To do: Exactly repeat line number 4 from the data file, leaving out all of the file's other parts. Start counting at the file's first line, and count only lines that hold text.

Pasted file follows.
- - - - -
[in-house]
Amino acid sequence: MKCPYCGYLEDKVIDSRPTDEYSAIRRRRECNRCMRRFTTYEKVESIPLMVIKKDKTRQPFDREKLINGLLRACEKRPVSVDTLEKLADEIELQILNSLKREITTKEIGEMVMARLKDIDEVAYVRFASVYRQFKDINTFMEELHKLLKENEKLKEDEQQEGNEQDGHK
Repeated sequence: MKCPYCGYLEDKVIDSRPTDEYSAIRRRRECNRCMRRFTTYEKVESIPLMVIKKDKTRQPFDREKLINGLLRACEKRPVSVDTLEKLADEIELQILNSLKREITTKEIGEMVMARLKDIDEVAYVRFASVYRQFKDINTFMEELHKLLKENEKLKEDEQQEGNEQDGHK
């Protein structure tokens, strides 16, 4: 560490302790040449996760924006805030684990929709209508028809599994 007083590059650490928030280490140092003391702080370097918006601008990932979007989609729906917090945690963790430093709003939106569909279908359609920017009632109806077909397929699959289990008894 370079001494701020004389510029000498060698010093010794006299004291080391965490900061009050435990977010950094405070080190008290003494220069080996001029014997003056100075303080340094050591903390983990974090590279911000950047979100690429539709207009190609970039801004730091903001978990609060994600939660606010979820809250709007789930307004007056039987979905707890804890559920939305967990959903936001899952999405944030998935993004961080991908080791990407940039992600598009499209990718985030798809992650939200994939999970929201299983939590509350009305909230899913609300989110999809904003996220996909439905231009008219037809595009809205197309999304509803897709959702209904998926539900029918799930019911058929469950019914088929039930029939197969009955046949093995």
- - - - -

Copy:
């Protein structure tokens, strides 16, 4: 560490302790040449996760924006805030684990929709209508028809599994 007083590059650490928030280490140092003391702080370097918006601008990932979007989609729906917090945690963790430093709003939106569909279908359609920017009632109806077909397929699959289990008894 370079001494701020004389510029000498060698010093010794006299004291080391965490900061009050435990977010950094405070080190008290003494220069080996001029014997003056100075303080340094050591903390983990974090590279911000950047979100690429539709207009190609970039801004730091903001978990609060994600939660606010979820809250709007789930307004007056039987979905707890804890559920939305967990959903936001899952999405944030998935993004961080991908080791990407940039992600598009499209990718985030798809992650939200994939999970929201299983939590509350009305909230899913609300989110999809904003996220996909439905231009008219037809595009809205197309999304509803897709959702209904998926539900029918799930019911058929469950019914088929039930029939197969009955046949093995």